In all of the work I have done as a sustainability/transformative educator in the past 12 years, what resonated most was the situated learning that we (my students, colleagues and I did) with people-place. We were being in relationship with – there was a sense that we were co-creating a sense of belonging and stewardship for country. The deepest and most profound exploration my year 9 students engaged in (from both their perspectives and mine) was a living histories project. Students would find an elder in their community (somewhere in south-west Gippsland) and interview them about how their place had changed over time; what life used to be like growing up as a young person in the area; places they felt the greatest connection with. I have thought a lot about what it was in that experience that engaged my students. Seeing this exploration happen over 4 years on reflection I feel more and more that it was this same process of coming into relationship with people-place, which deepened our sense of connection.
Something I longed to initiate during my time at the Year 9 Centre were relationships with traditional owners who might share their stories of connection with our learning community. Whilst we got the ball rolling, it is only now (4 years later) that these relationships have begun to form; things take time. There had been non-Indigenous people on Phillip Island who were offering a perspective on Indigenous knowledge and practices on country, but from a very different place; there was no relationship or authority.
Having the autonomy to generate a sustainability or place-based curriculum without huge constraints was a very liberating experience and offered my colleagues and I the opportunity to be creative in our design, experimental in our approach and tap into local issues and possibilities. An aspect of sustainability education that was being widely practiced which I reacted strongly to was the focus on resource consumption. For me this represented a discourse on maintaining the status quo and responding to critical issues from the same paradigm that conceived excess consumption and unlimited growth. The curriculum resources ‘out there’ in the educational realm reflected this conservative approach and … worldview. What motivated me to become an educator was primarily to facilitate learning that cultivates critical engagement, creativity and connection. I was not interested in working to a mandate of maintaining the status quo, hence the resources we used as a learning community needed to reflect this. A documentary that resonated with my transformative agenda, and challenges the dominant paradigm of how we relate to resources, was ‘Waste Equals Food’ (http://vimeo.com/3237777). The founders of the Cradle-to-Cradle approach explored in this documentary, chemist Michael Braungart and the architect William McDonough, seemed to open up a fertile space for learning that fostered critical engagement, creativity and connection. On watching this documentary both our students and we as educators felt a shift and sensed a space of possibility to think and work from. I feel compelled to describe the quality of this space, as it was distinct to others that we had been operating from in the past. It felt as though we had fewer constraints, more freedom to explore and create… access to greater possibilities and access to a real means of generating transformation. Perhaps it was around this time that I sensed what transformation education is and can be and began to speak differently about the type of learning spaces I wanted to generate.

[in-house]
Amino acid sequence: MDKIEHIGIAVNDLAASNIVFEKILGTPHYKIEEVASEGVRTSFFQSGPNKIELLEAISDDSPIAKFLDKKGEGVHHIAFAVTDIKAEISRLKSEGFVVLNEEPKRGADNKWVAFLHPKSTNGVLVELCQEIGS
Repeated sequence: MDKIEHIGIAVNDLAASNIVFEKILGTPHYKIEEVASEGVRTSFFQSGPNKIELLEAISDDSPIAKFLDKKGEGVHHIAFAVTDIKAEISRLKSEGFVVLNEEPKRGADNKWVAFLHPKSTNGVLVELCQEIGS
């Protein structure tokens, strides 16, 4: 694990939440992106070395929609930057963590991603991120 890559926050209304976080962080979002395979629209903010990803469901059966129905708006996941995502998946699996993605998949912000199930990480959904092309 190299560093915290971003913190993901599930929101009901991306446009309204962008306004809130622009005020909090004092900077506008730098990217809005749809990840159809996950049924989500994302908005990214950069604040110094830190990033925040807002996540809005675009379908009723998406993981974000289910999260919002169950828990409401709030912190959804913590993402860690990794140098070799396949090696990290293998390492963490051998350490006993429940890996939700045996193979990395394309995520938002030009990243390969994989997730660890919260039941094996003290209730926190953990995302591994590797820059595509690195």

Having my own and supporting students to have a strong sense of agency has always been of critical importance to me in my work. Seeing ourselves as generative participants (Addelson, 1994) in collective action and the performance of the social, rather than passive consumers of ideas and the material. For me this need for us to define and locate ourselves in the collective ‘we’ and as active participants in the society and place goes beyond having an identity as a global citizen with far reaching responsibilities; there is a deep listening and being in relationship with that I feel is trying to call itself into our collective action and consciousness.
For the first eight years of my being an educator, I only ever felt on the cusp of acting from a place of deep listening within my self. A catalyst for leaving full time teaching was a seeking to dedicate greater time to and reflection in my learning. Acts and processes of bringing greater self-awareness into my practice have been many and varied. What is emerging for me is a shift in the quality and depth of listening that I have for people-place. Coming across the work of those who are exploring the generative spaces and acts facilitated through deep listening (Brearley, 2010) and presencing (Scharmer, 2009) is both affirming and exciting.